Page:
The alchemy- and crafting-driven Atelier series has had a steady flow of releases since its North American debut in 2005, building up a niche fanbase with its fun gameplay loop of moving into a new town and proving yourself as an alchemist. Over the years, the Atelier games have stayed close to their traditional RPG roots – a tendency that puts them at risk of becoming banal. However, developer Gust takes more chances to shake things up with Atelier Sophie: The Alchemist of the Mysterious Book, and it pays off. It emphasizes the series’ best parts (like the alchemy system) and shores up the weaker aspects of the formula.

Alchemy is the heart and soul of the Atelier games, and finding ingredients and combining them to make new items is still exciting enough to become an obsession. The engaging loop of foraging, discovering recipes, and crafting gear for battle made it hard for me to put the game down, giving me a “gotta’ make them all” feeling every time I unlocked a new recipe.

Atelier Sophie adds a new level of complexity to item synthesis that makes it even more satisfying thanks to a material placement system, which gives you more control over the quality of your creations. When you pick your ingredients, you must place them into a grid on your cauldron; ingredients have different shapes and take up a different amount of tiles, making it almost a game of Tetris where you try to find the most optimal way possible to place every ingredient. Material placement can make or break how powerful your creations are, especially since overlapping ingredients nullify surrounding bonuses. I had fun figuring out the most efficient method to give my item the best boosts and quality possible, feeling like I had more of a hand in the final product.

Creating items and traveling took entire days off the calendar in prior installments, but they can now be completed in hours. You can also play at your own pace without strict time restrictions on the main quest, which revolves around restoring a talking book’s recipes. The new time system compelled me to explore more, since I didn’t have to rush to complete any task thrown my way. Exploration is also rewarding as fighting a monster or finding a new area just might spark Sophie to think up a new alchemy recipe.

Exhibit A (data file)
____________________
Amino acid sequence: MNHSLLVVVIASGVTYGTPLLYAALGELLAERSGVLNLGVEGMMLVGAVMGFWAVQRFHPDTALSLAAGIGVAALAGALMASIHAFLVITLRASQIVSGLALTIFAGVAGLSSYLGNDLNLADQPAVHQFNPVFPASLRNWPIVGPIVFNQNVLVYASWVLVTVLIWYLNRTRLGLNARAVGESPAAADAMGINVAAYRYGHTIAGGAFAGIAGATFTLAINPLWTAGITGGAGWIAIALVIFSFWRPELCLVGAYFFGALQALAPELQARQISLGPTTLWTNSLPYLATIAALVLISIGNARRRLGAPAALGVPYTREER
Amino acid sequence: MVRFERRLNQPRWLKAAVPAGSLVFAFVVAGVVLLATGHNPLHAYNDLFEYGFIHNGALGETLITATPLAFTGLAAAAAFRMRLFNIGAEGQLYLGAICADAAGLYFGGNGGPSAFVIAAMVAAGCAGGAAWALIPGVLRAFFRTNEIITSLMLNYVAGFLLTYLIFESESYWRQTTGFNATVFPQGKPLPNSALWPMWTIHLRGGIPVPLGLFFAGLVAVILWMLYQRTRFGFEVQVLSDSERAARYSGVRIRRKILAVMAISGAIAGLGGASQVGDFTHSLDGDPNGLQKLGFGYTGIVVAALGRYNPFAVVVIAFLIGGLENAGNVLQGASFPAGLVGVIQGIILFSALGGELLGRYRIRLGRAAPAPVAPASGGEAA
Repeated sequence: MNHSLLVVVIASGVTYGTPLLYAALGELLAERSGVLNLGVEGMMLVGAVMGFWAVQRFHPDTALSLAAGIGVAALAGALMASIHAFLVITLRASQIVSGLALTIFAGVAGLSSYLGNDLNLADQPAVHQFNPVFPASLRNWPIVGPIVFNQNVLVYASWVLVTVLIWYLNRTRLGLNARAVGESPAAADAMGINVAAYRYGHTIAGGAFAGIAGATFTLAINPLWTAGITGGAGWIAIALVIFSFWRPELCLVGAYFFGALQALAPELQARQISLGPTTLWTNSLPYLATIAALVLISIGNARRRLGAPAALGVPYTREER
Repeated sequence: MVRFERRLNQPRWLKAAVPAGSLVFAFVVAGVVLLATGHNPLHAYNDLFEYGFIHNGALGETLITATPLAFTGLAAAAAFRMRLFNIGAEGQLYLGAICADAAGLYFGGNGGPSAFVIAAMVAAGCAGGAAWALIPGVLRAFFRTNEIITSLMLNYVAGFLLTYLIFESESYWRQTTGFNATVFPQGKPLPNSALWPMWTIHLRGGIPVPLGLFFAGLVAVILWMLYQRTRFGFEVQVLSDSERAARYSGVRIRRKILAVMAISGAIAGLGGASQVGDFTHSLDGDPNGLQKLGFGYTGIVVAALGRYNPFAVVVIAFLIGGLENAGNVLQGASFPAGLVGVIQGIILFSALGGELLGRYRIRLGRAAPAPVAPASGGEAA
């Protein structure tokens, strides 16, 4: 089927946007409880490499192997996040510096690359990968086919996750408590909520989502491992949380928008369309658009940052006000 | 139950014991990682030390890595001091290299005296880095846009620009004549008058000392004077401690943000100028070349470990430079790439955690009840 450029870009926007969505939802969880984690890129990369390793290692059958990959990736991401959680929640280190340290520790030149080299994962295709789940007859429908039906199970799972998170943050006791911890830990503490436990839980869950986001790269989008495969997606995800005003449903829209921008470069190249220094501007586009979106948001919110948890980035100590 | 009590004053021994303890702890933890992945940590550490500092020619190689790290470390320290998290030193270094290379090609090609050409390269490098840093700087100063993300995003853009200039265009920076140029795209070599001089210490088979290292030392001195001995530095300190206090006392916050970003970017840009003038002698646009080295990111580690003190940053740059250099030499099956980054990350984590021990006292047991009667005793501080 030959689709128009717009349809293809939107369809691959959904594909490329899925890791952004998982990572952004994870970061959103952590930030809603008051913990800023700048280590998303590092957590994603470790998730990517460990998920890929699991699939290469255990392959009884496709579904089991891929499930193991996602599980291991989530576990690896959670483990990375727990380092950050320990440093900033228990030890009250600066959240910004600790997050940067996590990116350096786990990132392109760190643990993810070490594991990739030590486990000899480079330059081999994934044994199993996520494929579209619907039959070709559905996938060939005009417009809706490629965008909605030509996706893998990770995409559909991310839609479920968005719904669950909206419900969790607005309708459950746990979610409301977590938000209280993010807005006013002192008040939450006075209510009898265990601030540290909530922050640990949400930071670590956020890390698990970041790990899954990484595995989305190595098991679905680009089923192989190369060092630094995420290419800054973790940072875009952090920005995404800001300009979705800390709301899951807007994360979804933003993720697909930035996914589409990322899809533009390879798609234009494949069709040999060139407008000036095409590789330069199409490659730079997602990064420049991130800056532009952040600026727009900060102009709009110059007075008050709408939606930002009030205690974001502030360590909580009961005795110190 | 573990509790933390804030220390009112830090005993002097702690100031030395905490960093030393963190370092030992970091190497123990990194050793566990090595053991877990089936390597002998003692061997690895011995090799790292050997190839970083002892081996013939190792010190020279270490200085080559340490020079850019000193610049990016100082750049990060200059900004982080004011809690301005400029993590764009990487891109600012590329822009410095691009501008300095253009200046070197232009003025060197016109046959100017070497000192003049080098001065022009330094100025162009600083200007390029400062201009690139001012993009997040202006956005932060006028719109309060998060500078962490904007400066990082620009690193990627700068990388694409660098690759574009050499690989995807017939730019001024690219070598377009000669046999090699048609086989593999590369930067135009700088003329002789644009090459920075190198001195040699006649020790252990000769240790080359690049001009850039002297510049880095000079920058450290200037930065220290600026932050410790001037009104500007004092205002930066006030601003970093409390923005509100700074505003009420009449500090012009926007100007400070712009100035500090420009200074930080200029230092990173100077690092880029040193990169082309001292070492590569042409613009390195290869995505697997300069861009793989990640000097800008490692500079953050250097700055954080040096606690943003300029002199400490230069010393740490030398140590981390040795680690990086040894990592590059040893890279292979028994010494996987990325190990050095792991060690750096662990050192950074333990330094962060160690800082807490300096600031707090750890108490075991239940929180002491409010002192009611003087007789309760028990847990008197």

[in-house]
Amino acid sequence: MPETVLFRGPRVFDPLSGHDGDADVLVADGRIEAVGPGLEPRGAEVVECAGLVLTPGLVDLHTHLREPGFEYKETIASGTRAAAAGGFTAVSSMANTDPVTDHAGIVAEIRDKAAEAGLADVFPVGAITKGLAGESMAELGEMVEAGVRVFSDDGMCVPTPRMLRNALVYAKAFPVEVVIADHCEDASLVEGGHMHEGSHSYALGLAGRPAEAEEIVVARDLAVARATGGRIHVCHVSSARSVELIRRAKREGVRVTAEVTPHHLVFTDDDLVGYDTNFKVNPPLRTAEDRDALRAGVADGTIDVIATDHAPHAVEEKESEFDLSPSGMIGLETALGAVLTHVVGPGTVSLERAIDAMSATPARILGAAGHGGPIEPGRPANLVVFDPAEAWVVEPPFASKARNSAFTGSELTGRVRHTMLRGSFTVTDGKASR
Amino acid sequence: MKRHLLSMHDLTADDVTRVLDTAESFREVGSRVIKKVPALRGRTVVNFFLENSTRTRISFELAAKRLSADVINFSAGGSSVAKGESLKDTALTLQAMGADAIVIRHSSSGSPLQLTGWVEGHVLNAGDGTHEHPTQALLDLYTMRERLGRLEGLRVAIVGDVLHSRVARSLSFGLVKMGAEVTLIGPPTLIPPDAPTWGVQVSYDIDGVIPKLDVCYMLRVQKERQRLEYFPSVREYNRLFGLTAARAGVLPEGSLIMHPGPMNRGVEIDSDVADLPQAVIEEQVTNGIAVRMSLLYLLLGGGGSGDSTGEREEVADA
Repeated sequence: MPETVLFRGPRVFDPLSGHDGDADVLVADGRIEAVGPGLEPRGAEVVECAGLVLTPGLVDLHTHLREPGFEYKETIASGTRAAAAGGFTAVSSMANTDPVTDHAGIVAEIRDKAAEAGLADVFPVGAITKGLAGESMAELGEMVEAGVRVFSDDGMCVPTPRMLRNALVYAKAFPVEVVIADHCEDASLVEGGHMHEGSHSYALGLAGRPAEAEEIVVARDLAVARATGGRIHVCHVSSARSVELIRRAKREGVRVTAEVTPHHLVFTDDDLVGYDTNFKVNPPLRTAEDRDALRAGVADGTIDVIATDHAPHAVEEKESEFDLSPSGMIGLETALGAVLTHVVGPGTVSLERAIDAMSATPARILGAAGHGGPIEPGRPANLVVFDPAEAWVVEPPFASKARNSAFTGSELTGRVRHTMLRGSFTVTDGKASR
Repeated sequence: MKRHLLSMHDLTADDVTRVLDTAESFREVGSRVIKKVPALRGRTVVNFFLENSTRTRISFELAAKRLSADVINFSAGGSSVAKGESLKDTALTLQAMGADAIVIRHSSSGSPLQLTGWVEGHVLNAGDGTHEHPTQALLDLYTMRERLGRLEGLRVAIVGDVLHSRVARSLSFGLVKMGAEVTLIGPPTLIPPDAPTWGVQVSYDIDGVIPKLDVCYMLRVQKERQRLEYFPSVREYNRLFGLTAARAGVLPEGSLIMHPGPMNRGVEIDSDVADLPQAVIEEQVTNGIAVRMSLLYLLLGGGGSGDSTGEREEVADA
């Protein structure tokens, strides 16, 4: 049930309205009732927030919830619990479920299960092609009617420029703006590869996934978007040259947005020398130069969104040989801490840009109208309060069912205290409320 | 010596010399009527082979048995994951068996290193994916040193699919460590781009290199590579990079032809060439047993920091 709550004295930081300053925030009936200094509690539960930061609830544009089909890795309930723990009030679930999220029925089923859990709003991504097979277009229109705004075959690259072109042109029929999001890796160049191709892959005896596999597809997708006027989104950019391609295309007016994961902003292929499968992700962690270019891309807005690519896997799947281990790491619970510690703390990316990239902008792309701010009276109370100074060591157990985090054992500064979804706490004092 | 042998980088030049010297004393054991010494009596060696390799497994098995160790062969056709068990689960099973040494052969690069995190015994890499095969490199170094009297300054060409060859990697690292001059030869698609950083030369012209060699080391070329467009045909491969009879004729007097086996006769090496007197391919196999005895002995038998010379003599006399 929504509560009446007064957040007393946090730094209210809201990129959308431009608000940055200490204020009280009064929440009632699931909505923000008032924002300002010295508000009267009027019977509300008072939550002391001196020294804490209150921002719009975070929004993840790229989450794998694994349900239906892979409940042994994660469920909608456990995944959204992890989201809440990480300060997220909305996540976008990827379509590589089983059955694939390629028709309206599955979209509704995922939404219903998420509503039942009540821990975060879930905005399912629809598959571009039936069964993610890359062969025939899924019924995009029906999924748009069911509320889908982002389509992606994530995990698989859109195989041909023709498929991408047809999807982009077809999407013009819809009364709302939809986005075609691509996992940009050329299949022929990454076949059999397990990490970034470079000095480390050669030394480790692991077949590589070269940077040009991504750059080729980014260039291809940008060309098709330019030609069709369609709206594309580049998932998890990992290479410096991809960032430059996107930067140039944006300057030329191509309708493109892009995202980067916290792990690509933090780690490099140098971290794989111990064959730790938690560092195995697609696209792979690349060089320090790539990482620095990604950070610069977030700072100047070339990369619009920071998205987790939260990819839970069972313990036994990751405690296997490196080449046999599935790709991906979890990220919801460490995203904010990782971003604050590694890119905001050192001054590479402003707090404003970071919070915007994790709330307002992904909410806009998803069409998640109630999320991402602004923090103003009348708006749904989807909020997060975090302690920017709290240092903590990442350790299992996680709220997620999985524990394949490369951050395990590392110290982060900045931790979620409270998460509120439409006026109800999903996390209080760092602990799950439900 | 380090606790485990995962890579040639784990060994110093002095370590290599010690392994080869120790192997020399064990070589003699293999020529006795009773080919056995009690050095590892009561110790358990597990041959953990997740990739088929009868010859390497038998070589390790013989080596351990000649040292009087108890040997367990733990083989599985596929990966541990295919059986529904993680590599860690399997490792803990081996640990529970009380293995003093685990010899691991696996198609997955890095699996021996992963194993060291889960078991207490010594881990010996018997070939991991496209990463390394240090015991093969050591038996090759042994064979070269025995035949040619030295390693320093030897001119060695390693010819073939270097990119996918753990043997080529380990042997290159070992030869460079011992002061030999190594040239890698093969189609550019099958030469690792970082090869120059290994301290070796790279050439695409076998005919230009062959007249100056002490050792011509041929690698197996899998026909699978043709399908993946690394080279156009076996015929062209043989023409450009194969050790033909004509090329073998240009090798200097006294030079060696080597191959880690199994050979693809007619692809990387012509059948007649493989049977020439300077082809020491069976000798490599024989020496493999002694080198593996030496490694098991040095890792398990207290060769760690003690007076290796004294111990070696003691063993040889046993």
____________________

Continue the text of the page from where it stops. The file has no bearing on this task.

When you’re not using your alchemy chops or chatting with the locals, you’re out in the field collecting ingredients and fighting monsters. The turn-based battle system is focused on offensive and defensive stances. You can see the turn order on the side to make the best decision. You want to use defensive stances to avoid extra damage, but when you have the upper hand, especially if you cancel out a turn, the offensive stance wastes enemies in a jiffy.

Support attacks/guards, where teammates do a follow-up move or block an oncoming attack for you once you chain enough attacks, return. Having characters in the same stance can also trigger more powerful supports. The issue of party members blocking attacks and taking damage for you when they’re low on HP still exists though, which is frustrating. The battle system isn’t anything groundbreaking, but it requires enough strategy that I paid attention to each turn and didn’t mash my way to victory. Plus, all characters’ special attacks are powerful in their own way, from damaging enemies for consecutive turns to weakening foes’ attack power.

Another delightful improvement is the progression of getting to know the townspeople. In previous games, I thought events with them came few and far between and required way more specific actions to trigger. In Sophie, just visiting them on regular basis unlocked a bevy of events making them feel more consistent. I enjoyed the steady flow of new scenes with these eclectic individuals, which include a puppeteer and a shrinking lady. This isn’t my favorite cast, but a lot of the characters are likeable and remain interesting throughout. This helps the main storyline, which is more rote than anything. The narrative is predictable, and the concept of a magical talking book is a tired trope that failed to capture my interest. Even so, I still found something charming about the characters, with their humorous interactions and desire to band together and help one another. You don’t have to be a series veteran to approach the story, as it’s self-contained; some characters from past entries show up, but their roles are easily understood. Coupled with the gradually introduced new mechanics, this makes Atelier Sophie extremely accessible, and a great place to start for newcomers.

I could go on about more of the refinements I enjoyed, such as the weather system affecting what items you find and the rumors becoming much more useful and easy to track down, but my main takeaway remains the same: Atelier Sophie improves on an already fun and engaging formula. The better progression and deepening of its signature alchemy system makes it one of my favorite entries in the long-running series. Just when I thought things were becoming stale, Gust proves it still has plenty of tricks up its sleeve.